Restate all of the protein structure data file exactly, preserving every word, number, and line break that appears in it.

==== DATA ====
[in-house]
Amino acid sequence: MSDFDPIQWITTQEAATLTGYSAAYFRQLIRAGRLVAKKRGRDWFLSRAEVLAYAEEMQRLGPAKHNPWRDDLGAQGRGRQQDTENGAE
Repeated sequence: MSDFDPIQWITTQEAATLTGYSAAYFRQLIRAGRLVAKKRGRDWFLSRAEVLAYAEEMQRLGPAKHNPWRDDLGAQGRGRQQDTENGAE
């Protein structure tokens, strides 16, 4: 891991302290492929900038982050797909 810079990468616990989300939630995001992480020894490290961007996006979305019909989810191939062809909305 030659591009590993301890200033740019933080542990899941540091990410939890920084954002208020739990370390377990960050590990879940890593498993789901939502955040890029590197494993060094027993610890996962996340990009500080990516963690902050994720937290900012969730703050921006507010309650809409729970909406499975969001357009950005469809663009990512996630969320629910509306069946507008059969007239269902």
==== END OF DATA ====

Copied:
[in-house]
Amino acid sequence: MSDFDPIQWITTQEAATLTGYSAAYFRQLIRAGRLVAKKRGRDWFLSRAEVLAYAEEMQRLGPAKHNPWRDDLGAQGRGRQQDTENGAE
Repeated sequence: MSDFDPIQWITTQEAATLTGYSAAYFRQLIRAGRLVAKKRGRDWFLSRAEVLAYAEEMQRLGPAKHNPWRDDLGAQGRGRQQDTENGAE
């Protein structure tokens, strides 16, 4: 891991302290492929900038982050797909 810079990468616990989300939630995001992480020894490290961007996006979305019909989810191939062809909305 030659591009590993301890200033740019933080542990899941540091990410939890920084954002208020739990370390377990960050590990879940890593498993789901939502955040890029590197494993060094027993610890996962996340990009500080990516963690902050994720937290900012969730703050921006507010309650809409729970909406499975969001357009950005469809663009990512996630969320629910509306069946507008059969007239269902």